In Italy, an elaborate celebratory Christmas feast follows a strict fast a day before Christmas. The special Christmas Eve meal is known as ‘The Feast of the Seven Fishes’ or Vigilia di Natale, ‘Vigil of the Nativity’. A tradition in Italy and Sicily, it consists of seven fish-based dishes and pasta. The Christmas Eve dinner is based mainly on fish, with meat permissible to be eaten on Christmas Day. There’s a lasagna, cannelloni or a timbale of pasta followed by mixed roast or roast beef served with various types of cheeses, fruits and lots of sweets, all soaked in a good quality red or white wine. The most typical of the Christmas desserts, the ‘Torrone’, is served with honey or chocolate and almonds or pistachios.

 

Being down under, Australians celebrate Christmas during their Summer Holiday season. And much of their Christmas is spent outdoors – going to the beach or staying in the backyard and enjoying a ‘barbie’. A typical Aussie Christmas menu includes: seafood, glazed ham, cold chicken, duck or turkey, cold deli meats, pasta, salads galore, desserts of all types, fruit salad, ‘Pavlovas’ and ice-cream.

 

Christmas dinner in America is a combination of harvest feast foods, like turkey, squashes and potatoes and winter festival foods, like roasted beef or a ham with sides of salads, vegetables and an array of baked goods. Christmas dessert traditions include the Bûche de Nöel (imitating the Yule log), gingerbread houses (copying colorful chalets), and cookies cut into shapes of trees, stars and Santa Claus.

 

Traditional Christmas dinner in England is roasted turkey with vegetables and sauces and dessert a rich, fruity Christmas pudding with brandy sauce. And feasting continues on Boxing Day, the day after Christmas. Over in Japan, the Christmas festival culminates with a sumptuous meal; often fried chicken ending with a traditional Japanese Christmas cake made of sponge cake, strawberries and whipped cream.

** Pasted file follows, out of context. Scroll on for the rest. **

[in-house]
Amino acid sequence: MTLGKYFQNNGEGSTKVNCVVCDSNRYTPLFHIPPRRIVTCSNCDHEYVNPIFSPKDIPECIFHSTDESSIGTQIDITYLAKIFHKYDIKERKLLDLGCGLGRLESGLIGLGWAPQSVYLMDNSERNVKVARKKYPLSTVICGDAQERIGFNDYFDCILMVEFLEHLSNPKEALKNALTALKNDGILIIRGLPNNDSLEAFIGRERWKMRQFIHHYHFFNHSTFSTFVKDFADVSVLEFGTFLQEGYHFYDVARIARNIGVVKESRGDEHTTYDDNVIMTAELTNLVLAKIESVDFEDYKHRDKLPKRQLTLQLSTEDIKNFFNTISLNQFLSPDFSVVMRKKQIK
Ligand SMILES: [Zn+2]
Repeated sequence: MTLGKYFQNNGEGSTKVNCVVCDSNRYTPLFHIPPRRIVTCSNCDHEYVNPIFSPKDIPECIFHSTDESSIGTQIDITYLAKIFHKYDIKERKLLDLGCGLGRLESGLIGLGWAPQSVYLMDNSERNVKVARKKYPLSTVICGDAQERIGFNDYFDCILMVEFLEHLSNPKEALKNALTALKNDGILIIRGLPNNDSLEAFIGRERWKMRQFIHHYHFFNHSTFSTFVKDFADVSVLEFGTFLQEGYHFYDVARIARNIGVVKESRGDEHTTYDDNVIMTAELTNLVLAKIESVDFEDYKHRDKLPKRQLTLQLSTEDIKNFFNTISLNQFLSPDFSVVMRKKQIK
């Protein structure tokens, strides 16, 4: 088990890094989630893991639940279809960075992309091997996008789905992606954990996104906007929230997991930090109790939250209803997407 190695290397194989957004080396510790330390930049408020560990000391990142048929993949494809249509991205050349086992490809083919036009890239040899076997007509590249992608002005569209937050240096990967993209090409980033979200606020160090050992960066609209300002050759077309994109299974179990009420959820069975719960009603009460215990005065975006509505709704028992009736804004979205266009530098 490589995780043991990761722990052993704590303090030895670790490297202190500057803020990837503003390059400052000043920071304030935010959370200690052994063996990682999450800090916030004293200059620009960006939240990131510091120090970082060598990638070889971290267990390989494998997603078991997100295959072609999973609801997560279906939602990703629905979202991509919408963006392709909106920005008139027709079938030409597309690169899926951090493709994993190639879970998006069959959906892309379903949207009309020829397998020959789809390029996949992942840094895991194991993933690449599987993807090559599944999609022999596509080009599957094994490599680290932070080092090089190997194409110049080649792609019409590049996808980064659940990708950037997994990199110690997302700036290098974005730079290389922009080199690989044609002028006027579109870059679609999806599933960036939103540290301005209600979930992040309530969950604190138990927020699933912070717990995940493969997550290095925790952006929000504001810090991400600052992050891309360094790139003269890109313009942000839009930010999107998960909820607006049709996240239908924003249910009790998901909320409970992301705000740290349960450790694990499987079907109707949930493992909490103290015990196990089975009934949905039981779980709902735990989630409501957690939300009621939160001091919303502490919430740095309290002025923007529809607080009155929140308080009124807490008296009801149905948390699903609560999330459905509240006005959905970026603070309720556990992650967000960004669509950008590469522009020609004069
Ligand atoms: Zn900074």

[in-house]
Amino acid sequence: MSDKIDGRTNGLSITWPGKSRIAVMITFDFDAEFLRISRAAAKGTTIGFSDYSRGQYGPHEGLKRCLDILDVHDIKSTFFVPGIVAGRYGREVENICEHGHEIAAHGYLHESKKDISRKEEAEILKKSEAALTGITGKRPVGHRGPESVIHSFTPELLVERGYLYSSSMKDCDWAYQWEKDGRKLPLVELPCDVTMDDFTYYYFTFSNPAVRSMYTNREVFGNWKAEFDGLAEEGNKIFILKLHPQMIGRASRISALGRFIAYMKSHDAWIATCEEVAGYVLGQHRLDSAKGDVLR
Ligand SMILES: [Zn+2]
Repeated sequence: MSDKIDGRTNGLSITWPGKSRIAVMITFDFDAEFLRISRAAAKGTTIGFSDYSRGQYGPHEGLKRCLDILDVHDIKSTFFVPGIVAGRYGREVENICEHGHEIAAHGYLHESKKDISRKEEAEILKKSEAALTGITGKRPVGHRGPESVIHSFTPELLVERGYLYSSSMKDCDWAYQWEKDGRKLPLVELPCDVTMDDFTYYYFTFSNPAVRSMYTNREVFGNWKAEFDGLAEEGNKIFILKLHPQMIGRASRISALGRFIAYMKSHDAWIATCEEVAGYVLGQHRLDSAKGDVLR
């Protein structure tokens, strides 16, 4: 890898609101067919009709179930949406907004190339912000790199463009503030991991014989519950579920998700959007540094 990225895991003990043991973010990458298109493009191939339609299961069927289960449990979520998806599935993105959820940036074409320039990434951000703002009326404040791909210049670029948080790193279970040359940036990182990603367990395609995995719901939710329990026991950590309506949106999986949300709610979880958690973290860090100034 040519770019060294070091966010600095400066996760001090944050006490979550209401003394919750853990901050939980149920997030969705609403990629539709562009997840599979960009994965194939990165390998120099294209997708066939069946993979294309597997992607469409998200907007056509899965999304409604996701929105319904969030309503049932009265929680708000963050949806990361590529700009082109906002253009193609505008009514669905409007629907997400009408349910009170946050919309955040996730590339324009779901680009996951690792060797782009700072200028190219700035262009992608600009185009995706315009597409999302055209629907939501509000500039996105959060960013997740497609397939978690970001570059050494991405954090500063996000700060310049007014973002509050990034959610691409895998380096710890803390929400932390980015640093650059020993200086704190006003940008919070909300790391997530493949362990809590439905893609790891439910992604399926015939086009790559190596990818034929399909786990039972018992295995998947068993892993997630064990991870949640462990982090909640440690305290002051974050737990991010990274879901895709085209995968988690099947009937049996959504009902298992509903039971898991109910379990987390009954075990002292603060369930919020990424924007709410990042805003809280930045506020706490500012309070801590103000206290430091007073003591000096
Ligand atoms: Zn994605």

And after midnight mass in France on Christmas Eve, a late supper known as Le Reveillon features goose as the main in Alsace, oysters and pate de foie gras in Paris and in Burgundy, turkey with chestnuts. The Bûche de Nol traditional Yule log-shaped cake is specially prepared and is an indispensable part of the grand French Christmas feast.

 

Although over 90% of the population in Thailand is Buddhist, with their famed love of sanuk (fun) most Thais celebrate the festive ‘Hollywood’ version of Christmas, and weeks before the holiday a Christmassy atmosphere is in full swing. Thais know little about the holiday’s religious significance but the spirit of Christmas – giving gifts, feasting, kindness, love, peace to all mankind – is something Thai people take great pleasure in celebrating. No nation likes to party more than the Thais and it didn’t take long for Christmas to take hold in the Kingdom.

 

A traditional Christmas feast can easily be found on Samui, with a large number of hotels and restaurants offering a menu complete with turkey, roast potatoes and all the trimmings. And most resorts offer a Christmas meal package, often with entertainment and games for the kids. (Do note, however, that many top hotels on Samui (and Thailand) have a ‘compulsory’ inclusive Christmas and New Year’s dinner attendance policy with room booking.

 

So, whether you’re sharing Christmas dinner at home with friends and family or joining in the celebrations with the locals and other visitors, Christmas dinner on Samui is always a special and memorable island experience.

 

Jan Henderson